12:00 AM
Jan 24, 2011
 |  BioCentury  |  Product Development

Really insufficient

A poster child for head-to-head trials: Lilly's Solpura vs. pig enzymes

Solpura liprotamase for exocrine pancreatic insufficiency could be the poster child for why it's a good idea to run head-to-head clinical trials. If those had been done early on, the product might now be on the market - or not. Either way, it would be hard to argue that three companies and their shareholders wouldn't have saved time and money. And it would be equally hard to argue patients wouldn't be better off knowing they have access to the best product.

Instead, no one really knows exactly how the recombinant-based Solpura stacks up against the marketed porcine-derived pancreatic enzyme products (PEPs). Nor is it clear, given the limited amount of data available, how good PEPs really are.

And even though Solpura presumably would be a more consistent product than any of the PEPs, it was clear from the start that it did not measure up to FDA's efficacy targets, making a head-to-head comparison even more germane(see "PEP Talk," A11).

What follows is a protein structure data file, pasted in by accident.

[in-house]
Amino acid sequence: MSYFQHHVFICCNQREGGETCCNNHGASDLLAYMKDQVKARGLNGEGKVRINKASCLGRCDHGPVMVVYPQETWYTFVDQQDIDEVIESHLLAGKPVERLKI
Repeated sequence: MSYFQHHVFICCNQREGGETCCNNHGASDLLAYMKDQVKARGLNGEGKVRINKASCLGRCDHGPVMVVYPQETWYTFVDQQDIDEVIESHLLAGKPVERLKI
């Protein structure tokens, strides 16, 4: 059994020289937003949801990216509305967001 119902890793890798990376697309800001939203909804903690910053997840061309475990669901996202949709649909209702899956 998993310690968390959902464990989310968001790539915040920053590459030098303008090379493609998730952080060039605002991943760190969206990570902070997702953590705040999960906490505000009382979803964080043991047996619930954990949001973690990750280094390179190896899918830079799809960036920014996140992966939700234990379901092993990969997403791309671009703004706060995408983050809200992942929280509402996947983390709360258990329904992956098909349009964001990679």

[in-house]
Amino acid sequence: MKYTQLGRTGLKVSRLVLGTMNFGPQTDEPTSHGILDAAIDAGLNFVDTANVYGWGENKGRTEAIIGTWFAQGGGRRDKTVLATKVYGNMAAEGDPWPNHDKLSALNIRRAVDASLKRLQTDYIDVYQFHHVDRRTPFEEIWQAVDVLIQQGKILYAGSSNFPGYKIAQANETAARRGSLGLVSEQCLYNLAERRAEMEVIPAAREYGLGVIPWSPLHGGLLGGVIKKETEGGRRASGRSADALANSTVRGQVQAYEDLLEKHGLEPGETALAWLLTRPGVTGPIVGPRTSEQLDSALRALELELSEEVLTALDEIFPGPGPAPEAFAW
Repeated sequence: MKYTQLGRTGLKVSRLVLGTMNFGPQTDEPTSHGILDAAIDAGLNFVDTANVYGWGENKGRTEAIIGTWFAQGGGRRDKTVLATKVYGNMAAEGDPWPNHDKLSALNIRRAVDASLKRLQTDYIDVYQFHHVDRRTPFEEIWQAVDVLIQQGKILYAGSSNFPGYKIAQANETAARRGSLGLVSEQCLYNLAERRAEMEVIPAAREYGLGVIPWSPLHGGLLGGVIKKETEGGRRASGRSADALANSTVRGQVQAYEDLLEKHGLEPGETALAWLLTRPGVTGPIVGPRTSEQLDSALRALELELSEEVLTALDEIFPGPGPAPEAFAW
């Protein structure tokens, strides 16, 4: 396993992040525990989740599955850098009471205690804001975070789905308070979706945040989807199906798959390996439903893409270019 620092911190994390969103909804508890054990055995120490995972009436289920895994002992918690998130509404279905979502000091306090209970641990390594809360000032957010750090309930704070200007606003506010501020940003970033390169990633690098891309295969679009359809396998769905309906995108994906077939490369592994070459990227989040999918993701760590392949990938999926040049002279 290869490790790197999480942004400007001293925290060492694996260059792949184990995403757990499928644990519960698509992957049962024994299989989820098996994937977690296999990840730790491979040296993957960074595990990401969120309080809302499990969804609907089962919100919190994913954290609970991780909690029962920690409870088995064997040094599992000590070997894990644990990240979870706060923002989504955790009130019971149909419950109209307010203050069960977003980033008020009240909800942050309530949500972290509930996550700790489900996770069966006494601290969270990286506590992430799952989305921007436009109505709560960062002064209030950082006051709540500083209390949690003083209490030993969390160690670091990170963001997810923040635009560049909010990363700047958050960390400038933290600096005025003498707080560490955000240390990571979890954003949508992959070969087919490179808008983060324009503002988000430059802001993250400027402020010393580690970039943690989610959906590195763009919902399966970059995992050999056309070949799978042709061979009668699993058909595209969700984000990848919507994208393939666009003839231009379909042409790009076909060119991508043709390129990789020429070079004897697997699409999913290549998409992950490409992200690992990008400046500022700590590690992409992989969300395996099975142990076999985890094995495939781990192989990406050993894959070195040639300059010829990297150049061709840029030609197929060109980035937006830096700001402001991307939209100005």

Despite the lack of a direct comparison, panelists at a meeting of the Gastrointestinal Drugs Advisory Committee this month said Solpura appeared to have modest efficacy compared to marketed PEPs. That, combined with unanswered safety questions, led to a 7-4 vote, with one abstention, that the product from Eli Lilly and Co. should not be approved without more trials.

"Given that the porcine enzymes aren't that great, I would want anything that was approved to be at least as good," said temporary voting member Jesse Joad, a pediatric pulmonologist and professor emerita at the University of California at Davis.

Patients with exocrine pancreatic insufficiency lack the digestive enzymes required for absorption of lipids. This causes malnourishment, resulting in massive weight loss, steatorrhea (excess fat in the feces), abdominal pain and diarrhea.

The condition is associated with cystic fibrosis (CF), pancreatitis and pancreatic cancer. In CF patients, it can lead to increased morbidity and death.

Solpura liprotamase (formerly TheraCLEC/ALTU-135/Trizytek) is a combination of a recombinant lipase with a fungal protease and an amorphous fungal amylase. The lipase and the protease are each cross-linked to improve stability compared with porcine-derived PEPs, which degrade over time, requiring patients to increase their dosage over the life of the products.

Two Phase III trials started...

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